The foyer of a traditional Japanese dojo or home is called the genkan (玄関). This area should be kept especially clean and neat. When students come into the dojo, they should take off their shoes and arrange them neatly with the toes pointing out. If there is no more space left, they should put them in the geta-bako (下駄箱) or shoe rack with the toes facing in.
If a guest comes, a space and path should be created for their shoes so that they can easily slip them on and walk out. It is the job of the students to take care of the shoes and their arrangement.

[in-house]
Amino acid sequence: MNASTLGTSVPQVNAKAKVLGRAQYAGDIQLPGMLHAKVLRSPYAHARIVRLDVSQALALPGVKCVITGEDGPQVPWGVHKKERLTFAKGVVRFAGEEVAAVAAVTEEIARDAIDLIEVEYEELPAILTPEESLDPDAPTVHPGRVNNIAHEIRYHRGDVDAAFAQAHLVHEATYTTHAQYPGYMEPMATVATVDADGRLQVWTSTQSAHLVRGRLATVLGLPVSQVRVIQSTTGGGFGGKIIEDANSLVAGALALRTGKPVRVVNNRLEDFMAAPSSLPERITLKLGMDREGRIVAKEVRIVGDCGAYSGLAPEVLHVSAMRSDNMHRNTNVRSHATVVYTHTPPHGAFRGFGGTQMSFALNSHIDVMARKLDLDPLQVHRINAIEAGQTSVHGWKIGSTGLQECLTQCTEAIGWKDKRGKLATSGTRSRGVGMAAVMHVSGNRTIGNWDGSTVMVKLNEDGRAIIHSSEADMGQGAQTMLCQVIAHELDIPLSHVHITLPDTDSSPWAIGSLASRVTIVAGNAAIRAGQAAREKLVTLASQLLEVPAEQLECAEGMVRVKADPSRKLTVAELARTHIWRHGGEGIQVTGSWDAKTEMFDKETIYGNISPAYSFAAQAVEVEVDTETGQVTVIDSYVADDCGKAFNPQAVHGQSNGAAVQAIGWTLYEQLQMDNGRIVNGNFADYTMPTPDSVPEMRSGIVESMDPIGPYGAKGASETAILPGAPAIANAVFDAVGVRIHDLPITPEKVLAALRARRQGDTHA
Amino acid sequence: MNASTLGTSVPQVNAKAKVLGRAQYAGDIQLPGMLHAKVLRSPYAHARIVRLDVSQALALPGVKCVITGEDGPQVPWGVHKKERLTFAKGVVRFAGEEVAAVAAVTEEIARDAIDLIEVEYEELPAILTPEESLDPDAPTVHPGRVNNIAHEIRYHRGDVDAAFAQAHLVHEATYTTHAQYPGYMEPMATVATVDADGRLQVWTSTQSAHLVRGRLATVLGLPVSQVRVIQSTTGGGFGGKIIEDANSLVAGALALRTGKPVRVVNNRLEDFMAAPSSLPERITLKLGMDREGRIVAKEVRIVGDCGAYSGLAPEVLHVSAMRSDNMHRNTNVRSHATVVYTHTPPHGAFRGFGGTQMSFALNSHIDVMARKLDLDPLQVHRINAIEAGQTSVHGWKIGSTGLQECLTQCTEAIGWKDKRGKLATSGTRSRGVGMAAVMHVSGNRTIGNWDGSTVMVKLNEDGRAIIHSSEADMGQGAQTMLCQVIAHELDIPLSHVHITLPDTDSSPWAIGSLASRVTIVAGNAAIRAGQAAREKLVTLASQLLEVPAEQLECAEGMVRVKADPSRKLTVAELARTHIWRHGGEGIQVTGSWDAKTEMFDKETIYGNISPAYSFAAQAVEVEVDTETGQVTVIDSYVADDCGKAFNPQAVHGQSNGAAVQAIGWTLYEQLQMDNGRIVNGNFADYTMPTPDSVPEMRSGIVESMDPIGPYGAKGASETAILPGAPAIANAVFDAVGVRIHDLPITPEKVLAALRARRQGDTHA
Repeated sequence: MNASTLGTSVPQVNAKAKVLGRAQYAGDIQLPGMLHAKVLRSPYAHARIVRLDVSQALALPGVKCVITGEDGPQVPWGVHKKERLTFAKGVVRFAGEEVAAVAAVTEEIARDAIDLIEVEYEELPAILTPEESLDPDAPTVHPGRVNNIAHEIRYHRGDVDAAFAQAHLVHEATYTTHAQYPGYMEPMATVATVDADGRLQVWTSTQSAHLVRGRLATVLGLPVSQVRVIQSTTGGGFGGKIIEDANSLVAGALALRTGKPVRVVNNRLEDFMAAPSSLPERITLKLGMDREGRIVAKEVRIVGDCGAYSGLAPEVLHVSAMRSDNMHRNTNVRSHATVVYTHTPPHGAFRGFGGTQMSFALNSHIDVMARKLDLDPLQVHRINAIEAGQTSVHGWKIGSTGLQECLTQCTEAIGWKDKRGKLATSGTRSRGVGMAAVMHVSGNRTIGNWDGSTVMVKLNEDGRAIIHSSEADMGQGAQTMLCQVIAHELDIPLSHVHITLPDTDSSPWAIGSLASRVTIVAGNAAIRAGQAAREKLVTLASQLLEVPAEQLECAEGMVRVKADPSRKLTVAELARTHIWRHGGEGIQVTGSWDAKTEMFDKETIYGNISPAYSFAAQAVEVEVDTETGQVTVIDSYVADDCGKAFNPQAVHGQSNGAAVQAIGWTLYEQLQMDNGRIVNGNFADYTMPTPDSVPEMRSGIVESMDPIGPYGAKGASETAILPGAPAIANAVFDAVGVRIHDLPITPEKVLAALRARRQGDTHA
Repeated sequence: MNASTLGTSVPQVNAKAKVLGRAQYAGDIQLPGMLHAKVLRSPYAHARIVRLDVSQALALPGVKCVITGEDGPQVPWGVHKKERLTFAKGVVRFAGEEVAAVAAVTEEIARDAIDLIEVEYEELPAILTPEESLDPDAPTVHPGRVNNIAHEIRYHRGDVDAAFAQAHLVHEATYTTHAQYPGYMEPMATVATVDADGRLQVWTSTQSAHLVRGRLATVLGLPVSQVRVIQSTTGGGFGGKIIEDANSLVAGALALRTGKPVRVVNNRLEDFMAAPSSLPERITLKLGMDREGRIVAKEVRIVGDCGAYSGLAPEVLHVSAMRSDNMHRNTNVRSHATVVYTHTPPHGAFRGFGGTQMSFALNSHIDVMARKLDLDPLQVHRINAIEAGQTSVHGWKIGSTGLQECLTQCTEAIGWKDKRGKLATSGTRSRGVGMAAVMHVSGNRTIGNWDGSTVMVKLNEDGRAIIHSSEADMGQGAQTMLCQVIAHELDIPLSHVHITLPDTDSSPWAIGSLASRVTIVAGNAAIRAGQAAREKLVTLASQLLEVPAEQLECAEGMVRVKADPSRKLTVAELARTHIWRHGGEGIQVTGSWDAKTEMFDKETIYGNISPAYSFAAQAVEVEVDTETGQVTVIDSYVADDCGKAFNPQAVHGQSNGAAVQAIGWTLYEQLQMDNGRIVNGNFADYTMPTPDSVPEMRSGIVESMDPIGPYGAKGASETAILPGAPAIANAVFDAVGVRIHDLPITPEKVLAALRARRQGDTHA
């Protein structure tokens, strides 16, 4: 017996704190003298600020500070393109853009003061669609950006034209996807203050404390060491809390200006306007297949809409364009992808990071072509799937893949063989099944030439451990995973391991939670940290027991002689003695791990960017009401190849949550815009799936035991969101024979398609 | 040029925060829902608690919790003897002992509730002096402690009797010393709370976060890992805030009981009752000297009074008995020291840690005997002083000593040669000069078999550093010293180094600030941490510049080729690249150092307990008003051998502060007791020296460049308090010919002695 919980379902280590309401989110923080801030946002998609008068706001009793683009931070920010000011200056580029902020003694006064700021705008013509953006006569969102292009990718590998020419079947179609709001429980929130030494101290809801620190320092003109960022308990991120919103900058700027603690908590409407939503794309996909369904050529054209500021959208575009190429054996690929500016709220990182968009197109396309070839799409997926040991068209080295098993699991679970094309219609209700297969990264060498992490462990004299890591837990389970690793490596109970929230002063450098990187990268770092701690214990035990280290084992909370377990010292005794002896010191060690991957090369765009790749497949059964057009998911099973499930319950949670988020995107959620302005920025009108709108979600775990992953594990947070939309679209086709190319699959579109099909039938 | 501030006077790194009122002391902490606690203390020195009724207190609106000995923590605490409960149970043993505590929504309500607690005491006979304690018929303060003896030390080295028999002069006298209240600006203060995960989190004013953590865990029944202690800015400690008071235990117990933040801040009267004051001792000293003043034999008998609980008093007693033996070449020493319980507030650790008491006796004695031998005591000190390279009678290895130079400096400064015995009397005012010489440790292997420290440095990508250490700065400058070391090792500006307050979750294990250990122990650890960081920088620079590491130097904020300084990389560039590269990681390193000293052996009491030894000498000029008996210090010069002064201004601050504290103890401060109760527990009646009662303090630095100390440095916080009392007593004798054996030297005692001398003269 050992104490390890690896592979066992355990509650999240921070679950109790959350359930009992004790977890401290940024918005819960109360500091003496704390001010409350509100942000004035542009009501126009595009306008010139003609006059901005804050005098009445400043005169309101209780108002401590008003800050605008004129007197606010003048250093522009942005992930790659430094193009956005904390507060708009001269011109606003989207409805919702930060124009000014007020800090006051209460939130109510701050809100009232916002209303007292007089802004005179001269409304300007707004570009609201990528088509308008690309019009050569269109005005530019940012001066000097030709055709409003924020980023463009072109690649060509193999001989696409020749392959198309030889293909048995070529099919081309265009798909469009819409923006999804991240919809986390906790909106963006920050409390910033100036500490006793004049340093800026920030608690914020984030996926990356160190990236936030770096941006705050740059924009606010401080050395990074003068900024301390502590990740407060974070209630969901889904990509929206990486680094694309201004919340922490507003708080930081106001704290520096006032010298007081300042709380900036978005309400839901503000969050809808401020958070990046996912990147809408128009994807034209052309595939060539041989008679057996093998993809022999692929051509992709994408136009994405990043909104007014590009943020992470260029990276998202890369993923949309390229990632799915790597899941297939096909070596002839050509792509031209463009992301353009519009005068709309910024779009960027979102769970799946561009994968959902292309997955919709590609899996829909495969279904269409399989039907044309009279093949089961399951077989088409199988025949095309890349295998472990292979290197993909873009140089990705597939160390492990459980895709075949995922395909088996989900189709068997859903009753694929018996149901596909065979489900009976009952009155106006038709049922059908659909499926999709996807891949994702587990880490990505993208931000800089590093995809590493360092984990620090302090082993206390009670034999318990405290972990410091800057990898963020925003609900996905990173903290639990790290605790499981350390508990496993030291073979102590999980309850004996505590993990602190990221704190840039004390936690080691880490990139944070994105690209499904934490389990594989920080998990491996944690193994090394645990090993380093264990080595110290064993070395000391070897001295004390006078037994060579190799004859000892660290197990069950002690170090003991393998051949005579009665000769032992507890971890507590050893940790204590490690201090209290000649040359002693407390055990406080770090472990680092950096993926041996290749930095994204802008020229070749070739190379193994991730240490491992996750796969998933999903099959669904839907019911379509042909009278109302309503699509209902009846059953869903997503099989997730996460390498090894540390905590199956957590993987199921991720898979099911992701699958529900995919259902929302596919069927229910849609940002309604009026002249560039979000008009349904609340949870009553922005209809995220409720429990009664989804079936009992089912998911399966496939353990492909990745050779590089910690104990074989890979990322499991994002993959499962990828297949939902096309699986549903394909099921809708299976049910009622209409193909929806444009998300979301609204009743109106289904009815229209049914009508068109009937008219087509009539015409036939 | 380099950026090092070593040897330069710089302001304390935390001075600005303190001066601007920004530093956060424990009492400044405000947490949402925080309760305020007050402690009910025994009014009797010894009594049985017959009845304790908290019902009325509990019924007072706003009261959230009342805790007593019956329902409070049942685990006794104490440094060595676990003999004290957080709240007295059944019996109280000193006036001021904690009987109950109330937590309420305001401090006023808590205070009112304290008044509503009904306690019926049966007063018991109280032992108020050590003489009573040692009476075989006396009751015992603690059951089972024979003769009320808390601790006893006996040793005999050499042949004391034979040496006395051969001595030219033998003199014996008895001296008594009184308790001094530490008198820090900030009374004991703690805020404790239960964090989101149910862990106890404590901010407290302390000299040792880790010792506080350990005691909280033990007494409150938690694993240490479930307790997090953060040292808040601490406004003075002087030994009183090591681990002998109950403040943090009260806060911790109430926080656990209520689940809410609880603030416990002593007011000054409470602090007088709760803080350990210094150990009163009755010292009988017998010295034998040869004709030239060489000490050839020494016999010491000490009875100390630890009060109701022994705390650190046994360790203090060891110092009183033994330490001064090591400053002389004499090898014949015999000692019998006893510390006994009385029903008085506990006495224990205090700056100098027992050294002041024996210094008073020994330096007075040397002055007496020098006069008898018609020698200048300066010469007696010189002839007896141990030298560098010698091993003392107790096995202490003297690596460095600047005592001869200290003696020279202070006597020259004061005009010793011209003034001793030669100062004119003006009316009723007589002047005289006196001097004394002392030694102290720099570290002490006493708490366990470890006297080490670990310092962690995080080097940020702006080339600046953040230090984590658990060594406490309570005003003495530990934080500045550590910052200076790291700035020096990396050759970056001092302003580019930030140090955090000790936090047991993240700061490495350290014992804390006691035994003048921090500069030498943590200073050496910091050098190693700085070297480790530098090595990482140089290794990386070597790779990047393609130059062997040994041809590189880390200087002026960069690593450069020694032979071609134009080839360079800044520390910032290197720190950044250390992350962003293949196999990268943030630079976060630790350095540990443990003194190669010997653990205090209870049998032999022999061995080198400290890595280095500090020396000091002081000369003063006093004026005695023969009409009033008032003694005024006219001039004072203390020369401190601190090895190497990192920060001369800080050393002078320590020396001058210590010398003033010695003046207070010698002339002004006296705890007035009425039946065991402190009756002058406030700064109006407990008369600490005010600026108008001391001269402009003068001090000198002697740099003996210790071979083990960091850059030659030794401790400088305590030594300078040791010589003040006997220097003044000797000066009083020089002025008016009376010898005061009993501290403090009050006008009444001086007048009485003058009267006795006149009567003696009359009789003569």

Sensei used to stand at the door and monitor the shoes whenever we would host groups of children. He would jokingly chide them about making their shoes straight or if they mixed up the left and right.
In the old days, the first thing any prospective monk in training would look at was the genkan. If the genkan was neat and orderly they knew that the school had discipline and they would go in. If the genkan was dirty or the shoes were disorderly then they knew the school had no discipline and they would keep going.
Please make sure to take care of the shoes on your way in and especially on your way out. This little thing says so much about your training and level of ability.